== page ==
The recent Olympic Games was a good reminder to inspire yourself to achieve your own remarkable performances through hard work and determination.
So how can we apply the same determination and focus to achieving success in our everyday lives?
SMART (Specific, Measurable, Attainable, Relevant and Time-Bound) goals are commonly used by athletes to get closer to their medal dreams.i By following this structure, your goals will become clearer and will more likely lead you to where you want to go. No athlete has reached gold by loftily thinking they ‘might train today’! They have a well-planned schedule and overall plan to develop their skills and abilities to elite level. You can do so in other facets of your life as well through goal setting – and then following through.
While we are focused on the athlete, there is an entire team of people behind their success. Usually from a young age, their parents ferried them around, coaches imparted their wisdom and fellow athletes helped improve their skills through competition. Then there are the trainers, physios, dietitians and life coaches who make up a champion’s team.
While you may not need to assemble an entourage, building a strong network can support your endeavours, keep you accountable and provide ongoing motivation. Perhaps this is an advisor or mentor, a business coach, a career specialist, or perhaps even a savvy friend or family member. Get them on board by sharing your vision and outlining how they can help.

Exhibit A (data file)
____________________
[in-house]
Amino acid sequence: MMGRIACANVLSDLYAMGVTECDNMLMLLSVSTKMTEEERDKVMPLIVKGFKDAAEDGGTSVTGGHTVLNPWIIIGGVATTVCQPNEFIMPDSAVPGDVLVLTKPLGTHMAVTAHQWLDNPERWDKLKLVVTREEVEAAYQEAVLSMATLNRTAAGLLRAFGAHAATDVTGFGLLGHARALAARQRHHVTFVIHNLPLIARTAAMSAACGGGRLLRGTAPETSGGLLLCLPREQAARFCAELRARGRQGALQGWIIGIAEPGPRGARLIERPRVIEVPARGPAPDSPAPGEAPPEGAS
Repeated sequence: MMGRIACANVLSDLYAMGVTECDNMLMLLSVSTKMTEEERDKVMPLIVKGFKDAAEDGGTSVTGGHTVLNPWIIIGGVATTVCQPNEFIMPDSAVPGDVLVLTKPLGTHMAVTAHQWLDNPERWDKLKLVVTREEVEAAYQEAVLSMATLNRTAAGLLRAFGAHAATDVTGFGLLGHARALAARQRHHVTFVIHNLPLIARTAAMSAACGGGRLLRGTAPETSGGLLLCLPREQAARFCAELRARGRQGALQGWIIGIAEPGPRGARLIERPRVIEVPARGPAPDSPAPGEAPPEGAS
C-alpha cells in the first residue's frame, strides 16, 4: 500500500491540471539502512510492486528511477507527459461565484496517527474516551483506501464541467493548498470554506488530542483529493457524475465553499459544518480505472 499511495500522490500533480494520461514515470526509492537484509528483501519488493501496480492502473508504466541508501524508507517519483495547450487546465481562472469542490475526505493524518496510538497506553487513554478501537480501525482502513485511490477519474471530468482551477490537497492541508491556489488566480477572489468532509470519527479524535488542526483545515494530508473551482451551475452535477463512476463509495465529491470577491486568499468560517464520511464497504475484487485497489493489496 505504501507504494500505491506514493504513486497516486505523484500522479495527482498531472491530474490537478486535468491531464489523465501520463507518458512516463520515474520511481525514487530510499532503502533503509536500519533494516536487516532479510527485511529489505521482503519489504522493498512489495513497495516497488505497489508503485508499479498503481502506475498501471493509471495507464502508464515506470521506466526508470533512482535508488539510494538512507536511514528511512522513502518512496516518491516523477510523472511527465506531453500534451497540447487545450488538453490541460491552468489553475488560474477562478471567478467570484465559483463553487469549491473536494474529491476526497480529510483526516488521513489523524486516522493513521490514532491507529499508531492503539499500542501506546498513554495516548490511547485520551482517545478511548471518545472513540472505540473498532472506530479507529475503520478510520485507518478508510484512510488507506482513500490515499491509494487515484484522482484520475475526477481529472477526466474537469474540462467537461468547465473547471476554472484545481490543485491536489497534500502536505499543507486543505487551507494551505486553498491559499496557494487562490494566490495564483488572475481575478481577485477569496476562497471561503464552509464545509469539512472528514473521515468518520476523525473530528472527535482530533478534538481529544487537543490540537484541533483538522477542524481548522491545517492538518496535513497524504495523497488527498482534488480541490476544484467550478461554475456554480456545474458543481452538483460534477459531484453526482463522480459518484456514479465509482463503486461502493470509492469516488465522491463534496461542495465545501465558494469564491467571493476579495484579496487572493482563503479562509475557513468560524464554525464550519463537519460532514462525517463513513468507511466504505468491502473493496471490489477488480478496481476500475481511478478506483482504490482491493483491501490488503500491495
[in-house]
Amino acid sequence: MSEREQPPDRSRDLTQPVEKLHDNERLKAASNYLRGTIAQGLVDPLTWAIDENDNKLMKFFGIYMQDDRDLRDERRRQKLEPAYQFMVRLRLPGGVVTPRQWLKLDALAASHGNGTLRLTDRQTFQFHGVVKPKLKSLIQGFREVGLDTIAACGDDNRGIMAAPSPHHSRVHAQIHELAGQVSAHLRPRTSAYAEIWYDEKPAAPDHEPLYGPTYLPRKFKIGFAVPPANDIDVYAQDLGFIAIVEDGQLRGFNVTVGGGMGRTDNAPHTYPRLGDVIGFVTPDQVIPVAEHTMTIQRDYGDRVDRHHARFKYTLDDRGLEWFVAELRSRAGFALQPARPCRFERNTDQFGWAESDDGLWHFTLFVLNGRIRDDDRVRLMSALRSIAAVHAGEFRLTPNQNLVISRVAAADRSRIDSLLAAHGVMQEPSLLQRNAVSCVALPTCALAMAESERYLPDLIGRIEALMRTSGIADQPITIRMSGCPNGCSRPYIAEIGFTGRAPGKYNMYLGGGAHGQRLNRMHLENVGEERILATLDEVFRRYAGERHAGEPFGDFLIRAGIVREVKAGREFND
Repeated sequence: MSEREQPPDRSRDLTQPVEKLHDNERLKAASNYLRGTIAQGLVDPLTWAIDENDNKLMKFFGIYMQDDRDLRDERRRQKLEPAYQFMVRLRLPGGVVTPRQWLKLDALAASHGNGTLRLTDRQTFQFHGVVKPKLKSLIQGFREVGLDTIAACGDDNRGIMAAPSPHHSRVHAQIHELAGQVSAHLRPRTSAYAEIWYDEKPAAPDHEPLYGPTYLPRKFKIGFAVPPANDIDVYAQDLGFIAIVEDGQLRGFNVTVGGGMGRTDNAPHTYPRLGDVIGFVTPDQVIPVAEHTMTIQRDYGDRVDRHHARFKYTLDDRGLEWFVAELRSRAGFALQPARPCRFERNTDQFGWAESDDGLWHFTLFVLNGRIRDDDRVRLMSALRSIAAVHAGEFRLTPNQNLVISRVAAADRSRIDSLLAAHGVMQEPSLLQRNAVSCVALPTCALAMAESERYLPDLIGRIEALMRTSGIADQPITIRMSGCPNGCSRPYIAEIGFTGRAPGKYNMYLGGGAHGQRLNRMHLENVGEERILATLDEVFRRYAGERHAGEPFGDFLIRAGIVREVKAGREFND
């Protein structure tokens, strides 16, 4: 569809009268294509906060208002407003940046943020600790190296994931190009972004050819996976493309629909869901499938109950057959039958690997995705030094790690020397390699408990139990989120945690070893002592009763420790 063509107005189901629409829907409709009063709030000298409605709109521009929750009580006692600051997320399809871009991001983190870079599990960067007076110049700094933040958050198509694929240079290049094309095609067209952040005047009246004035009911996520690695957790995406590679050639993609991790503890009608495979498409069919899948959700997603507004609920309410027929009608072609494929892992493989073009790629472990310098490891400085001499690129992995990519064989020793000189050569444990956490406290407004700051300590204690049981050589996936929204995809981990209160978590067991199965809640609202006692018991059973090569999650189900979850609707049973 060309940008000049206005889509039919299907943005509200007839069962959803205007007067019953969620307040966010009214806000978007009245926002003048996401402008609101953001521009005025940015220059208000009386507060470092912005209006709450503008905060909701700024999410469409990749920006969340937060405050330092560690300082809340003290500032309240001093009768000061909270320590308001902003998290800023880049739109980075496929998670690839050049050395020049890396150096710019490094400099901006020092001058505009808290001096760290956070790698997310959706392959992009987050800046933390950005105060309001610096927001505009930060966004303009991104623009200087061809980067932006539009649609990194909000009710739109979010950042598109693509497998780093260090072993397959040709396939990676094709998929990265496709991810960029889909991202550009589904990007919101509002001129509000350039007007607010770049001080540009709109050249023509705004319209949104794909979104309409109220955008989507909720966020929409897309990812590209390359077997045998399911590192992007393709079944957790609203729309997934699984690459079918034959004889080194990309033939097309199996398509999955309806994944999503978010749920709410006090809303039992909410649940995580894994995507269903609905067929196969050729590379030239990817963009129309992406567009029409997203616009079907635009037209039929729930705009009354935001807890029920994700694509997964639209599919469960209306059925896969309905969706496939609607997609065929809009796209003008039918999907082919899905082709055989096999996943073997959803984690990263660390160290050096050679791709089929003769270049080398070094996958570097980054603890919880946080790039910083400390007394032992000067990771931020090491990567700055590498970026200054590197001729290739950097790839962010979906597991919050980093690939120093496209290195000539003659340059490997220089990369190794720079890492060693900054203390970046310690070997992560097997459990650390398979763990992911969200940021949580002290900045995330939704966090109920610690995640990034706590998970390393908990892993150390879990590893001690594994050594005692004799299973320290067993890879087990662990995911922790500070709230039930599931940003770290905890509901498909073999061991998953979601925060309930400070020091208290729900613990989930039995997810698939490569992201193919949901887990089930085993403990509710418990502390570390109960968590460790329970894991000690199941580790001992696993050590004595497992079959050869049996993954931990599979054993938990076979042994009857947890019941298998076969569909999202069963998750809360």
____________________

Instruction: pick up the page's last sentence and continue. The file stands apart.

While there are some athletes who have won Olympic medals in different sports, the majority specialise in one area.ii By playing to your strengths, you can dedicate your time and energy to a set goal, honing your skills and building on an already strong foundation without overextending yourself.
A much-loved story in Olympic history that illustrates playing to strengths is that of Australian speed skater Steven Bradbury. Realising he was not the fastest skater in the group, Steven’s tactic was to stay back of the pack to avoid a collision, which had happened in an earlier race trial. His smarts (and good luck!) paid off when the faster skaters collided, leaving Steven to cross the finish line and win gold.iii
“I am the greatest; I said that even before I knew I was,” boxer Muhammad Ali famously stated. While we don’t all have Ali-levels of confidence, we can take a note from his book in projecting an air of confidence.
This may require a bit of a ‘fake it ‘til you make it’ approach, but it won’t be long until this transforms into actual self-belief. Studies have found that adjustments we make to our bodies, such as standing up straight and smiling, can result in improved mood.iv
No-one likes failing, especially those of us who are competitive. Yet athletes learn from failure, using it to improve and craft their skills, inching towards success.
Failure also builds resilience, by dusting yourself off and not giving up, you develop the tenacity to keep going when times are tough. Use failure as a learning experience that helps you grow, develop and take steps towards your ultimate goal.
As we watch the world’s best athletes perform in Tokyo, be inspired to dream big and set your own goals, making sure you then follow through to achieve your very own version of success.